By Madeline Bocaro ©
The Sparks Brothers film is a gift to us all. Fans will revel in the treasure of unseen archival photos and film footage. They will love the reverence of director Edgar Wright in the chronological inclusion of every one of Sparks’ 25 albums and the rollercoaster ride (pun intended) he takes us on – through fifty years of the band’s ups and downs. It premiered at the Sundance Film Festival last night.
There is no need to convince me that Sparks are wonderful. As a lifelong fan and as their fan club president, I completely understand Edgar Wright’s mission to turn the world on to his favorite band. After spending decades myself as a lonely Sparks fan trying to share my passion for Ron and Russell Mael’s odd genius and joyful music – only to be met by grimaces, Wright’s film has illuminated the reason for our struggle to convert the masses; Sparks are dead serious about fun.
Ron and Russel Mael are brothers, bonded by their complementary dis-similarities, a shared musical brain and their utmost conviction to persuade everyone to think more reverently about what pop music can be.
Most people enjoy a pretty love song, a hard rocker, a dance song or an opera. Sparks condense all of these elements into one song! Ron’s clever lyrics inject irony, humor and sarcasm. Intellectual fun and playful artfulness send most brains into overdrive, to short-circuit. Sparks fans are the ones who can handle it. We are all represented in Edgar’s film.
Ron’s lyrics deliver dry social commentaries from inside their “all Sparks all the time” existence. Their cinematic sound is influenced by early rock n’ roll, by classical music and by geniuses in other realms – from Gershwin to Bergman. Sparks’ severely genre-swinging oeuvre propels the film.
Wright’s fast-paced films (Shaun of the Dead, Hot Fuzz, Baby Driver, Scott Pilgrim vs. the World, The World’s End…) have their own fans. He soundtracks them all with his favorite music and ours. Wright brings his unique filmic attributes to The Sparks Brothers in spades. So many goodies are packed tightly into this fast-paced 2 ½ hours (I hear that a 3-hour version exists!) that it feels like mere minutes have gone by – like watching a thriller. The car chase is replaced by Ron and Russell’s relentless pursuit of fame and acceptance, always elusive to them… until now!
The actual Sparks brothers – Ron and Russell Mael – discuss their triumphs and pitfalls with grace and their usual oddball humor – laughing at themselves, their detractors and artists who copped their style and reaped rewards unavailable to Sparks, yet they maintain utmost decorum.
All interviews (many surprising artists and celebrities included) are filmed in monochrome, interjected with humorous colorful animations illustrating some of the more ridiculous episodes in the world of Sparks (similar to what Jim Jarmusch did in Gimme Danger – his documentary on another un-loved, yet later appreciated band Iggy and the Stooges). There are some Beavis and Butthead moments.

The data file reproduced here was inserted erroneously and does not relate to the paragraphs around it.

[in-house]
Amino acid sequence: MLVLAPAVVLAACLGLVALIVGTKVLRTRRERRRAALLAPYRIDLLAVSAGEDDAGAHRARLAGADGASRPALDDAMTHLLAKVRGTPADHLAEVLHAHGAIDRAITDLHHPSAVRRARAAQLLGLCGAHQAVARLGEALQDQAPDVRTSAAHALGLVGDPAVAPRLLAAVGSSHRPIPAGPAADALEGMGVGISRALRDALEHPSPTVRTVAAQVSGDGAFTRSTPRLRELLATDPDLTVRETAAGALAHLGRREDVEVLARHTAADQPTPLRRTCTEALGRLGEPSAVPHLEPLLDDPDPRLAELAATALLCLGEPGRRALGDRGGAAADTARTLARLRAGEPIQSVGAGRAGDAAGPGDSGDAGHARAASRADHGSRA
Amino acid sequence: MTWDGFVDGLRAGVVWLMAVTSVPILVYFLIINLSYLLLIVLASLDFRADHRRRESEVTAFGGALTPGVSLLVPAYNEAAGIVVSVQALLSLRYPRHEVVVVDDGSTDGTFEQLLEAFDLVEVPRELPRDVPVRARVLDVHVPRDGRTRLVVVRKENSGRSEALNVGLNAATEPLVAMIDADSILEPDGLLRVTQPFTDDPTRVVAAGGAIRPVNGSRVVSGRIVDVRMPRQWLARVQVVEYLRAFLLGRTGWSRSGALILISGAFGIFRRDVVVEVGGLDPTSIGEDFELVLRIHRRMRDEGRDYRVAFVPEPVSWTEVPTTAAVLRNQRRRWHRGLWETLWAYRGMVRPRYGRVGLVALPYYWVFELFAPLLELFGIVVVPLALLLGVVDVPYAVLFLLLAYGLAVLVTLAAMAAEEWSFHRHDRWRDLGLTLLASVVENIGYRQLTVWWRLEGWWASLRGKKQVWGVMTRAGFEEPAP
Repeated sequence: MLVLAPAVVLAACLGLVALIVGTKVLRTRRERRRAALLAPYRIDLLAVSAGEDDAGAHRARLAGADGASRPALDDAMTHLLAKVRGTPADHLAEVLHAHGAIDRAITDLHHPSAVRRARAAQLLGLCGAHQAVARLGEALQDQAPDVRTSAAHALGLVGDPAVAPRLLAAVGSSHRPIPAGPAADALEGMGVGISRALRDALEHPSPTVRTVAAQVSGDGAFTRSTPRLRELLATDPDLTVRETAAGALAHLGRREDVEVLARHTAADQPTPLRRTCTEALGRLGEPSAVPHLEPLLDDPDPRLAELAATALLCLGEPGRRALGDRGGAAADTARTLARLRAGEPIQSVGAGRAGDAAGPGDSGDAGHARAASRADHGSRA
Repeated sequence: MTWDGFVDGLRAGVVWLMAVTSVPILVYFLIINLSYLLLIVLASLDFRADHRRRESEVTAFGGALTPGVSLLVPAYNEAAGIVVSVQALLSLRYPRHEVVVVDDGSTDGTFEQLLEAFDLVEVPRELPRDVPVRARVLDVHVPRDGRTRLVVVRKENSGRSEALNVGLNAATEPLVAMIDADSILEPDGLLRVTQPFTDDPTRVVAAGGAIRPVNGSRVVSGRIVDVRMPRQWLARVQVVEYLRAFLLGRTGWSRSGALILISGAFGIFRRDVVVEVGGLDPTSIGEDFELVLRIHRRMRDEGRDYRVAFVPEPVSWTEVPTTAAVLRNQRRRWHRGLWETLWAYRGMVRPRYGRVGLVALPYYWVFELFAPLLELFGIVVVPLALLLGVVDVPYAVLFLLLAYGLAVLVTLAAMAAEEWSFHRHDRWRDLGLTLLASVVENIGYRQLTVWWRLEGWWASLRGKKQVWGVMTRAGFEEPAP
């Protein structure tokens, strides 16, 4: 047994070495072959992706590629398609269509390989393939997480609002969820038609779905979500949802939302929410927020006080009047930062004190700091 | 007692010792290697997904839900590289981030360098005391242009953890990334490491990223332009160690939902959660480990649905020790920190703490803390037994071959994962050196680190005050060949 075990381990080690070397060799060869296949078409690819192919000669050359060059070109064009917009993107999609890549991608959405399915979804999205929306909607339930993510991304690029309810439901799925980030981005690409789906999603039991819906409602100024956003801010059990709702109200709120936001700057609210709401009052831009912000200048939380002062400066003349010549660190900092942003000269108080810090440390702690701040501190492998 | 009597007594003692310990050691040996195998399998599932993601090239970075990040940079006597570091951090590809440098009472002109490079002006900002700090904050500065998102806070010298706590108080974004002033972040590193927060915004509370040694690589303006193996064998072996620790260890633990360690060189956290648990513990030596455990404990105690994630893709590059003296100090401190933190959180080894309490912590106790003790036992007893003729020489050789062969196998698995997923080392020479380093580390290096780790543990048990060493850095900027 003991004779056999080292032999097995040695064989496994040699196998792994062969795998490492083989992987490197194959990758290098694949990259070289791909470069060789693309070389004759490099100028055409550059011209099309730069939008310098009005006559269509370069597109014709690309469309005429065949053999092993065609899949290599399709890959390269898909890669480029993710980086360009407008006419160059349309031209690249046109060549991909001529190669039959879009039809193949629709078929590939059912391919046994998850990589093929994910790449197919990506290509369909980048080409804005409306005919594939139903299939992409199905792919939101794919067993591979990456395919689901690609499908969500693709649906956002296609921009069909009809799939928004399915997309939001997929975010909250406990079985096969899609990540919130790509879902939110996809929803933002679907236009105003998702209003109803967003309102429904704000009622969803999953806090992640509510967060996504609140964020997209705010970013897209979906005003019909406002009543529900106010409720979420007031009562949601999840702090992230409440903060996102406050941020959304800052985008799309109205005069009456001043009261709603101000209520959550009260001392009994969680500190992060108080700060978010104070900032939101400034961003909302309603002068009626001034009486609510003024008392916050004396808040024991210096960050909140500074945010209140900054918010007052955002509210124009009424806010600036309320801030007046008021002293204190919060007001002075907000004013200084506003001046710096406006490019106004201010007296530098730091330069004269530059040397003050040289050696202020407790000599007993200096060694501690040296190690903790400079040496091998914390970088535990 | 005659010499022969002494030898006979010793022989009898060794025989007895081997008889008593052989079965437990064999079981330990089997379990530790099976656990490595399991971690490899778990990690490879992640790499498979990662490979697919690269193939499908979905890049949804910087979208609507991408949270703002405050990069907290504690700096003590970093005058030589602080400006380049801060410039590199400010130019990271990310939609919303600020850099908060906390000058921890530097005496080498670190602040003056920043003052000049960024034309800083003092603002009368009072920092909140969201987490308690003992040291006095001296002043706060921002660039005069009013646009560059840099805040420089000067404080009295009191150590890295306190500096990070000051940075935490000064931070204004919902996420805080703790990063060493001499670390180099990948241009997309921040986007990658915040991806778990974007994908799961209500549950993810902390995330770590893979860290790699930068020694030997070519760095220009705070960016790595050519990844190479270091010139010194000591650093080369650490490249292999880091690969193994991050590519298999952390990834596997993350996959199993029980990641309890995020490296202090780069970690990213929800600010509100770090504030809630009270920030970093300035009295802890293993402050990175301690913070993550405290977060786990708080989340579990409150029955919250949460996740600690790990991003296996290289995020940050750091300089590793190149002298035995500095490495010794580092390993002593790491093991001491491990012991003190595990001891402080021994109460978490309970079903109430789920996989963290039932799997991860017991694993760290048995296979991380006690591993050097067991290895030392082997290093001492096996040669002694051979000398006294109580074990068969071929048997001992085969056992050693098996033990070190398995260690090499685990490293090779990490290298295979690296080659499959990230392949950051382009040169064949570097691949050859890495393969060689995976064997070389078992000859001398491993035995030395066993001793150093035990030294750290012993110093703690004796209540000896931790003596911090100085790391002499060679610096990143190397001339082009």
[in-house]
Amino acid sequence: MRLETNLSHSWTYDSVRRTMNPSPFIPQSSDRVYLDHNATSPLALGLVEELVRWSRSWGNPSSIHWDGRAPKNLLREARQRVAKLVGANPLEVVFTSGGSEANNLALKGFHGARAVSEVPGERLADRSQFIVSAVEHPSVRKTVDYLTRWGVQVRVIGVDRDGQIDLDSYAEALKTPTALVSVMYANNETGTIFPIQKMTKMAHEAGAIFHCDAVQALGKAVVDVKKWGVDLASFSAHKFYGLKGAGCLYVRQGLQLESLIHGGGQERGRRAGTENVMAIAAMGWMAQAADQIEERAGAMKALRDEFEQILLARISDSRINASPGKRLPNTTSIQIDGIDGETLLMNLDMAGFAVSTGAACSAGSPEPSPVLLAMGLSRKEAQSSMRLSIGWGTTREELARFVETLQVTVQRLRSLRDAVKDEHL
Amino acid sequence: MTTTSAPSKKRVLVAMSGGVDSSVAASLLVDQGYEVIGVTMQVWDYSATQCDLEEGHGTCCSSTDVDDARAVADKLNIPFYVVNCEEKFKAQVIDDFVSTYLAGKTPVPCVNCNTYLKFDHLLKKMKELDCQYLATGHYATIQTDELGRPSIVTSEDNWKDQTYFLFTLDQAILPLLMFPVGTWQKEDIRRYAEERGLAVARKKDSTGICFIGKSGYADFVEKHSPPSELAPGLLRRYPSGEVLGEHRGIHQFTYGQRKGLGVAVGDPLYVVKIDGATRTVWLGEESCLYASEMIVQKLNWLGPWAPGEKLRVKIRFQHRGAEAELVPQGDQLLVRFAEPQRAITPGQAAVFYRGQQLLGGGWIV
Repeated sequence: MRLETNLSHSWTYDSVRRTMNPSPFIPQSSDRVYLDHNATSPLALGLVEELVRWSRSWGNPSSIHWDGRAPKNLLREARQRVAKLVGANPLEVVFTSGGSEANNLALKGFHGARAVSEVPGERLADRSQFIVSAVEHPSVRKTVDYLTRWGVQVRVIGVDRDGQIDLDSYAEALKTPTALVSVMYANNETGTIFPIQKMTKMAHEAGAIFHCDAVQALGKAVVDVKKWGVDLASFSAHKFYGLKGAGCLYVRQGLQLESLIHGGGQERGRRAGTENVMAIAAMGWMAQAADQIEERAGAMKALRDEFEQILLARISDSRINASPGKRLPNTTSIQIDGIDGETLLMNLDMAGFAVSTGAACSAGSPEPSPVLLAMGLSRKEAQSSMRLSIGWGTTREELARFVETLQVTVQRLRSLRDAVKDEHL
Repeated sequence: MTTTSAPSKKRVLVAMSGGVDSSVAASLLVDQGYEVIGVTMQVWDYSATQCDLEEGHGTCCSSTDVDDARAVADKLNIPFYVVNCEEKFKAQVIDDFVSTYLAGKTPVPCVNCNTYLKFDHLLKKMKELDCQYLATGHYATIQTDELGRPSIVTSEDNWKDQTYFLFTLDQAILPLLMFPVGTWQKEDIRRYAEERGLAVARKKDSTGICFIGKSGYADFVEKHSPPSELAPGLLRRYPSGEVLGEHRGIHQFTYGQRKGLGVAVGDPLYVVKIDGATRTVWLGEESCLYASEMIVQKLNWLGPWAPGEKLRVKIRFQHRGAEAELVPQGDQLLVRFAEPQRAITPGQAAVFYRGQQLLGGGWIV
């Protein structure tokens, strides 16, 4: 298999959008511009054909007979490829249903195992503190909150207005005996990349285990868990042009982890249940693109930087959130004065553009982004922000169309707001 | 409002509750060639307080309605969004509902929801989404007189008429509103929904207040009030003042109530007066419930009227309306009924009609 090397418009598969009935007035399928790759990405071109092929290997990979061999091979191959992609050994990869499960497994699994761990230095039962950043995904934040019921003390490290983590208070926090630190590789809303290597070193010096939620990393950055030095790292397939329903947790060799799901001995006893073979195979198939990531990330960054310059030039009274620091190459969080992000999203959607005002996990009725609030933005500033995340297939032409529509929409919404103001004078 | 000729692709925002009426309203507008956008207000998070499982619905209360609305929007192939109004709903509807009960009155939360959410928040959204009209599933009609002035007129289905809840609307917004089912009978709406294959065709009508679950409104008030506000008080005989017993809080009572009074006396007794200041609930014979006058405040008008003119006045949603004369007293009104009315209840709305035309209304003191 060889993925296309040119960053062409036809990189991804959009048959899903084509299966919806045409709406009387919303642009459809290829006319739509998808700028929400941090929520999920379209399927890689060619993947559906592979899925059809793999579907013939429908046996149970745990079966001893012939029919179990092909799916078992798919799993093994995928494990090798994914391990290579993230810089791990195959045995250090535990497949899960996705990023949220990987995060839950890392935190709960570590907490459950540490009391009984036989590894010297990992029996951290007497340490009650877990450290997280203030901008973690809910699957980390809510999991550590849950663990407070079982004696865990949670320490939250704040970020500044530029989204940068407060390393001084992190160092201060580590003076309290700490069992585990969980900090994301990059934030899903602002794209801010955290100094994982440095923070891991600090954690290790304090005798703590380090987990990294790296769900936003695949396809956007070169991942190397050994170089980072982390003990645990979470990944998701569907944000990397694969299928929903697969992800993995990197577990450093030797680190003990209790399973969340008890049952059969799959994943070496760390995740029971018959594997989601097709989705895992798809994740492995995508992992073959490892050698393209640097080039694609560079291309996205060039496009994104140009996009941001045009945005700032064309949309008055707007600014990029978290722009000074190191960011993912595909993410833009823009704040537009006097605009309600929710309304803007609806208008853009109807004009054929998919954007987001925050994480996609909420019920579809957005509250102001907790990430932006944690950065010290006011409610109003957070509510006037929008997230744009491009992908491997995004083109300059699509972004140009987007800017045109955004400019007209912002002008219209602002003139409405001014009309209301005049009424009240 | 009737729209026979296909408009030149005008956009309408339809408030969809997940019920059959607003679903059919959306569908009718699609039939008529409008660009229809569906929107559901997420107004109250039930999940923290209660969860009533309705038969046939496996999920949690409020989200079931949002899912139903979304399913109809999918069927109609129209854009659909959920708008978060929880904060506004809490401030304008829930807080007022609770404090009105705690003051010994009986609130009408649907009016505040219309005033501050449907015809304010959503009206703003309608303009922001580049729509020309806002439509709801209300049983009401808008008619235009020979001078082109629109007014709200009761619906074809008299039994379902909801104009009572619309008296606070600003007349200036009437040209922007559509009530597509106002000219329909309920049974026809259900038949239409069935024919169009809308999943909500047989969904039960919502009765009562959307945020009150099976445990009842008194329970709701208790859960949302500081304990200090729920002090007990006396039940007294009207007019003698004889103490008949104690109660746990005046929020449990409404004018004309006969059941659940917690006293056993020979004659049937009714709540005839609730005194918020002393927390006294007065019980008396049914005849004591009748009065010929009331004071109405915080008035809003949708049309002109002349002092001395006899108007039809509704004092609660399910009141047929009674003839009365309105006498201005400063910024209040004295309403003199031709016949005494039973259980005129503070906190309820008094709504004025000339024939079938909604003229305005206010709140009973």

We see an animation of Russell’s brain oozing out of his gaping head after he injures himself with a stage prop – the infamous mallet. Later, an animated version of the band is ready for their big break on Top of the Pops. They are rejected upon arrival to the TV studio by producer Robin Nash for not having the proper work visas, de-railing their potential No. 1 spot on the charts that week for their single “This Town Ain’t Big Enough For Both of Us”. Displaced by the Rubettes who appeared in their absence, Sparks finally appeared on the show the following week. Their song stalled at No. 2 in the U.K. chart, with the Rubettes still at No. 1.
My favorite illustrative film bit is Ron and Russell actually pushing an envelope between each other as the narrator describes how Sparks have always ‘pushed the envelope’! Classic.
The band’s innovative and quirky album covers are given their due attention – the garish geishas, the kidnapping, the plane crash, the wedding of Ron and Russell… A couple of them completely omit the band’s name from the cover. Their eight album is titled Introducing Sparks.
We begin with poignant family photos and films of young Ron and Russell with their supportive parents. Losing their father at a young age was a tremendous blow. He had turned them on to great music. Their mom drove them to Las Vegas to see The Beatles. They revel in being young in the 1960s when race or genre did not matter in music, (British bands and American groups played alongside R&B groups) when it was all so new and exciting.
The band’s formation and recording of their first two albums as Halfnelson in 1969 is discussed by former band members and their producer Todd Rundgren – the only one who understood their brilliance at the time. (The filming led to the surprise reunion of Todd and Sparks – and the recording of a new song together – out soon!). The early struggle to propagate the Mael brothers’ magnificent weirdness in their hometown of Pacific Palisades, California leads to huge (yet brief) success when transplanted to England with the support of Island Records and Muff Winwood.